General trends instagram
This exercise reinforced what we already knew: every generation comes with a unique lexicon that is intentionally meant to confound anyone over the age of 18.
Most young people using Instagram, including our research participants, catalogue information using hashtags - this generations’ new dewy decimal system. Days of the week are associated with posting behaviour; selfie Sunday (#SS), man-crush Monday (#MCM), tool-pick Tuesday (#TPT), women-crush Wednesday (#WCW), throw-back Thursday (#TBT) and fashion Friday (#FF). Swag, yolo, fitspo (fit inspiration), emojis are all examples of popular, inside speak to describe youthful attitudes and digital posting behaviour.
MSN introduced none-of-your-business acronyms into text communication over a decade ago -think POS (parent over shoulder), PIR (parent in room) and PAW (parents are watching) throwing parents into a virtual tailspin. Hashtag speak is this generation’s social currency and some hashtags, i.e. thirst-trap, reinforce the generational divide. (Thirst-trap is urban speak to describe someone desperate for someone or something.) http://www.urbandictionary.com/define.php?term=Thirst+Trap).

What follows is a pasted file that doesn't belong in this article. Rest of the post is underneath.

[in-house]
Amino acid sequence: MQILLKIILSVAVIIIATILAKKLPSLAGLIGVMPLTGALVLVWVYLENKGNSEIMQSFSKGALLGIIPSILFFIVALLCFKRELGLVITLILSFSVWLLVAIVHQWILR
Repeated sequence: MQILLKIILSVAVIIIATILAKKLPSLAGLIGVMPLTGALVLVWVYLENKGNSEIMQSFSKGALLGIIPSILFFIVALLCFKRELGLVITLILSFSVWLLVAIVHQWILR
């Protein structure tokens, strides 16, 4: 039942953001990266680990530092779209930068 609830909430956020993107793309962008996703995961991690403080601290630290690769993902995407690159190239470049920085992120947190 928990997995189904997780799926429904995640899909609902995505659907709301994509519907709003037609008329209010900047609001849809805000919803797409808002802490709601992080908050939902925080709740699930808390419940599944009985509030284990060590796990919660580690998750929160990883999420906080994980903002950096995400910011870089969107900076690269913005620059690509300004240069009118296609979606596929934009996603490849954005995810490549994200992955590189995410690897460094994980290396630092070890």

Although the number two social media channel, Instagram has been colonized by young people. It is, without a doubt, the most popular social media platform for the 10 - 18 set. The trends observed by our youth research participants, confirm the supremacy of selfies as the tool du jour for personal brand building.
Other Interesting trends include the prominence of Starbucks selfies as a “brand” elevation tool. Students told us their peer group can’t afford expensive homes and cars, but they can afford a frothy java, which is understood to be “status” shorthand for cash-strapped youth.
Gender Trends – Instagram
Research participants were asked to identify common gender posting behaviours on Instagram. We’ve used Wordles (word clouds) to show their responses.
Both genders in our research said the Justin Beiber effect of #shirtless selfies (which he may have learned at the heels of David Beckham) and #flexing are amongst the most common themes for male selfies. Students chalked it up to attention-seeking, “thirst-trap” behaviour. Many young people in our research groups lamented the sad, self-objectifying trend amongst young males who see “six packs” and #abs as the road to self-esteem.
Many female participants in our research suggested males are less likely to have selfies on their Instagram feed opting instead to hand the camera/mobile phone over to a friend to take the picture.
The young women in our research agreed #selfies have provided a continuation of the decades old practice of objectifying women, and in many cases - the emerging trend of self-pornification. The “annoying” Miley Cyrus’s #tongue, #twerk and the #duck face are also acknowledged as huge selfie themes that many argue are more than a little tiresome.